Nonduality: The Varieties of Expression
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Jerry Katz
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The wind carves shapes into the beach sand



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Nondual Highlights Issue #2486, Wednesday, May 31, 2006, Editor: Mark

You condemn yourself for being distracted.
You notice the self condemnation.
You return to the breathing.

- Bhanteji, posted to DailyDharma



The fire that iron or gold needs -
would it be good for fresh quinces and apples?
The apple and quince are just slightly raw;
unlike iron, they need only a gentle heat.
But gentle flames are not enough for iron;
it eagerly draws to itself the fiery dragon's breath.
That iron is the dervish who bears hardship:
under the hammer and fire, he happily glows red.

-Rumi, Mathnawi II: 827-830, version by Camille and Kabir Helminski, from
Rumi: Daylight, posted to Sunlight



Do not sit long with a sad friend.
When you go to a garden,
do you look at thorns or flowers?
Spend more time with roses and jasmine.

- Rumi, version by Coleman Barks, from
Open Secret, posted to AlongTheWay



Leave the familiar for a while.
Let your senses and bodies stretch out

Like a welcomed season
Onto the meadows and shores and hills...
Open up to the Roof.

Like a blooming night flower,
Bestow your vital fragrance of happiness
And giving
Upon our intimate assembly.

Change rooms in your mind for a day.

All the hemispheres in existence
Lie beside an equator
In your heart.

Greet Yourself
In your thousand other forms
As you mount the hidden tide and travel
Back home.

All the hemispheres in heaven
Are sitting around a fire
Chatting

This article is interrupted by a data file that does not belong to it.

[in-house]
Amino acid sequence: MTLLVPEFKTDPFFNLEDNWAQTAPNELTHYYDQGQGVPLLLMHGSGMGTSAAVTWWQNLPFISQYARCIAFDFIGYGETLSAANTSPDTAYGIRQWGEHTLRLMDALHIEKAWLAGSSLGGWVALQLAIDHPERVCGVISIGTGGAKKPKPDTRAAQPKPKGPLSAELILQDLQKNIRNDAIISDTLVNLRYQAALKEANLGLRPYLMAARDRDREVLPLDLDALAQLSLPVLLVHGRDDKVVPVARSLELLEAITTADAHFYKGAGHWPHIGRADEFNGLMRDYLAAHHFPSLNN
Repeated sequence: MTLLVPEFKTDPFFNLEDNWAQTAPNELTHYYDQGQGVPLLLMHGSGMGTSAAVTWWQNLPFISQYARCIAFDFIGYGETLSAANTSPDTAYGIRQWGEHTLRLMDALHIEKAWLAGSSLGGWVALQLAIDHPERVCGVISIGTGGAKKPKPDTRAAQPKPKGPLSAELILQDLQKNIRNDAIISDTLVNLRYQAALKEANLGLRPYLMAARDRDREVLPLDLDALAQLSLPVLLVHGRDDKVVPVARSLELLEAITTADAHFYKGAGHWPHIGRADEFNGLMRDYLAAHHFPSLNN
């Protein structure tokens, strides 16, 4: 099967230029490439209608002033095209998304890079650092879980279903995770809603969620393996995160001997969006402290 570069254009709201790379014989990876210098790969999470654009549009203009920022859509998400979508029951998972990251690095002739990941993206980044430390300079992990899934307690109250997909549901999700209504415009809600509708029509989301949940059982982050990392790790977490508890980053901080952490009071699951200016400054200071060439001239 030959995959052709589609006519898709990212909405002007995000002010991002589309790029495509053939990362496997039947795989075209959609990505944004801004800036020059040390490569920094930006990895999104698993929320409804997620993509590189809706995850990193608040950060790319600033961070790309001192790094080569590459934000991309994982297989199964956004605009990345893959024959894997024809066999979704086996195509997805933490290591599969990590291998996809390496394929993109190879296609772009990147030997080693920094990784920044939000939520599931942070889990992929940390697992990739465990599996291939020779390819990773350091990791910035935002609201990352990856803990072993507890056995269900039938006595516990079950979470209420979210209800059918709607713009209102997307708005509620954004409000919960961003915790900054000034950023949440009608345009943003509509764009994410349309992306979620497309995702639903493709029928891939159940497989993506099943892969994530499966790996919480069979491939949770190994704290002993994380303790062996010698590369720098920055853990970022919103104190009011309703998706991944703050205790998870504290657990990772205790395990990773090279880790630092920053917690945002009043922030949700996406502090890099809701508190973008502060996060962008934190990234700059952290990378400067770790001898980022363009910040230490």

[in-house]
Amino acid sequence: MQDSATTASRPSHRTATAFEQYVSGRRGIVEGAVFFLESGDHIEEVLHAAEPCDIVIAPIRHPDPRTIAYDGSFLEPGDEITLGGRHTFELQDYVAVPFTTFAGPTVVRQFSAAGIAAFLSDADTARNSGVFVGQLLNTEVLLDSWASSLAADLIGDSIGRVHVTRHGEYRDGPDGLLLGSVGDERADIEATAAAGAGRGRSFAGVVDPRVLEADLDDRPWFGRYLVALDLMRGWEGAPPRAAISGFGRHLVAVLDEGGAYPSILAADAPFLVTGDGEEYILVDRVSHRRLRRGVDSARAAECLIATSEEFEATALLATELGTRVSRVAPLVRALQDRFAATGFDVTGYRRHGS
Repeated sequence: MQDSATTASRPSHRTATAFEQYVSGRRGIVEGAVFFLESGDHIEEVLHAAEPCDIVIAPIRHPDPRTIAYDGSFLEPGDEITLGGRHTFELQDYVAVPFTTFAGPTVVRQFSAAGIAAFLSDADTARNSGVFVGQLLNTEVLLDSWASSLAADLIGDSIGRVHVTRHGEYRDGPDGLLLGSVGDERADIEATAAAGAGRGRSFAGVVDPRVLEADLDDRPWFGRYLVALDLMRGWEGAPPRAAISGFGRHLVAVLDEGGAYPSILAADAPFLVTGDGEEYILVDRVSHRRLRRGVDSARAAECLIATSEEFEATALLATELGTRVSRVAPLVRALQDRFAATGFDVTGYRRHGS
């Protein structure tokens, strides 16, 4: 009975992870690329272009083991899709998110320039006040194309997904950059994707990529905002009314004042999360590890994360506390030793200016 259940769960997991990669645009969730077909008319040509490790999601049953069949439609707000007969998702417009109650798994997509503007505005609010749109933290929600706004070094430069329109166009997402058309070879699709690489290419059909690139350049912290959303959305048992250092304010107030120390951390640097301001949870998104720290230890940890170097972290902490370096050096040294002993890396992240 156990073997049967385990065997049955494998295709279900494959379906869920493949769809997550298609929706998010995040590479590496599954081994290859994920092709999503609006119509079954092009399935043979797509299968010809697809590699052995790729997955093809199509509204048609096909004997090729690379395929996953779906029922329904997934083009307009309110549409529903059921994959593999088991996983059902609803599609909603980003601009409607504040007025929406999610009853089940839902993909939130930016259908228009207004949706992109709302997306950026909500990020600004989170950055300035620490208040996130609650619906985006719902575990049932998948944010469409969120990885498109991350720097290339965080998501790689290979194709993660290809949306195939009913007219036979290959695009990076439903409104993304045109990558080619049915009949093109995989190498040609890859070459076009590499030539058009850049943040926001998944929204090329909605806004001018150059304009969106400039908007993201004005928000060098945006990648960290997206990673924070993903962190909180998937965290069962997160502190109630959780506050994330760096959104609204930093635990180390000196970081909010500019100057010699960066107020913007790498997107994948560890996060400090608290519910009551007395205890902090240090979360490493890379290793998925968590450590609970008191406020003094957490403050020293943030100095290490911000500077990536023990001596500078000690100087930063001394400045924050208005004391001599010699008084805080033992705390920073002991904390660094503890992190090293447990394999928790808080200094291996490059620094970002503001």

While stitching themselves together
Into the Great Circle inside of
You.

- Hafiz, translation Ladinsky,
Hemispheres, posted to Poetic_Mysitcism



Little Summer Poem Touching the Subject of Faith


Every summer
I listen and look
under the sun's brass and even
into the moonlight, but I can't hear

anything, I can't see anything -
not the pale roots digging down, nor the green stalks muscling up,
nor the leaves
deepening their damp pleats,

nor the tassels making,
nor the shucks, nor the cobs.
And still,
every day,

the leafy fields
grow taller and thicker -
green gowns lofting up in the night,
showered with silk.

And so, every summer,
I fail as a witness, seeing nothing -
I am deaf too
to the tick of the leaves,

the tapping of downwardness from the banyan feet -
all of it
happening
beyond any seeable proof, or hearable hum.

And, therefore, let the immeasurable come.
Let the unknowable touch the buckle of my spine.
Let the wind turn in the trees,
and the mystery hidden in the dirt

swing through the air.
How could I look at anything in this world
and tremble, and grip my hands over my heart?
What should I fear?

One morning
in the leafy green ocean
the honeycomb of the corn's beautiful body
is sure to be there.

- Mary Oliver, from
West Wind: Poems and Prose Poems



 

"Twilight" by Helena Nelson-Reed, by kind permission.

More of Helena's wonderful art can be seen at: http://www.fine-art-studios.com/intro.html

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